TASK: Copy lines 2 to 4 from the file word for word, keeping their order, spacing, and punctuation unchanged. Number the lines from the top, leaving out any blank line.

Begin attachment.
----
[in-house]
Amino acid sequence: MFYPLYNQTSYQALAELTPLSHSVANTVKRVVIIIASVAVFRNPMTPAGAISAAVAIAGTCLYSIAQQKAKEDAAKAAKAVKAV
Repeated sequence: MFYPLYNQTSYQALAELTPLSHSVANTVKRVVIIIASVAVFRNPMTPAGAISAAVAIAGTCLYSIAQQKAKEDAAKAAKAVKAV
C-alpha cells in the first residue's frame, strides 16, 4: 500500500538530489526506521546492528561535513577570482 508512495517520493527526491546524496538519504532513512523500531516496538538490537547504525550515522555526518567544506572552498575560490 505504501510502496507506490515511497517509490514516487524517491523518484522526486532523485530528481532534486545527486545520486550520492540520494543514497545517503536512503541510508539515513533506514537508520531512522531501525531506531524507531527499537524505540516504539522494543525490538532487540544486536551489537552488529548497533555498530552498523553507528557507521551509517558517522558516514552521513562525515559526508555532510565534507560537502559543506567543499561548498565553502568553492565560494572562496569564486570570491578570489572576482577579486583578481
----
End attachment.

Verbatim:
Amino acid sequence: MFYPLYNQTSYQALAELTPLSHSVANTVKRVVIIIASVAVFRNPMTPAGAISAAVAIAGTCLYSIAQQKAKEDAAKAAKAVKAV
Repeated sequence: MFYPLYNQTSYQALAELTPLSHSVANTVKRVVIIIASVAVFRNPMTPAGAISAAVAIAGTCLYSIAQQKAKEDAAKAAKAVKAV
C-alpha cells in the first residue's frame, strides 16, 4: 500500500538530489526506521546492528561535513577570482 508512495517520493527526491546524496538519504532513512523500531516496538538490537547504525550515522555526518567544506572552498575560490 505504501510502496507506490515511497517509490514516487524517491523518484522526486532523485530528481532534486545527486545520486550520492540520494543514497545517503536512503541510508539515513533506514537508520531512522531501525531506531524507531527499537524505540516504539522494543525490538532487540544486536551489537552488529548497533555498530552498523553507528557507521551509517558517522558516514552521513562525515559526508555532510565534507560537502559543506567543499561548498565553502568553492565560494572562496569564486570570491578570489572576482577579486583578481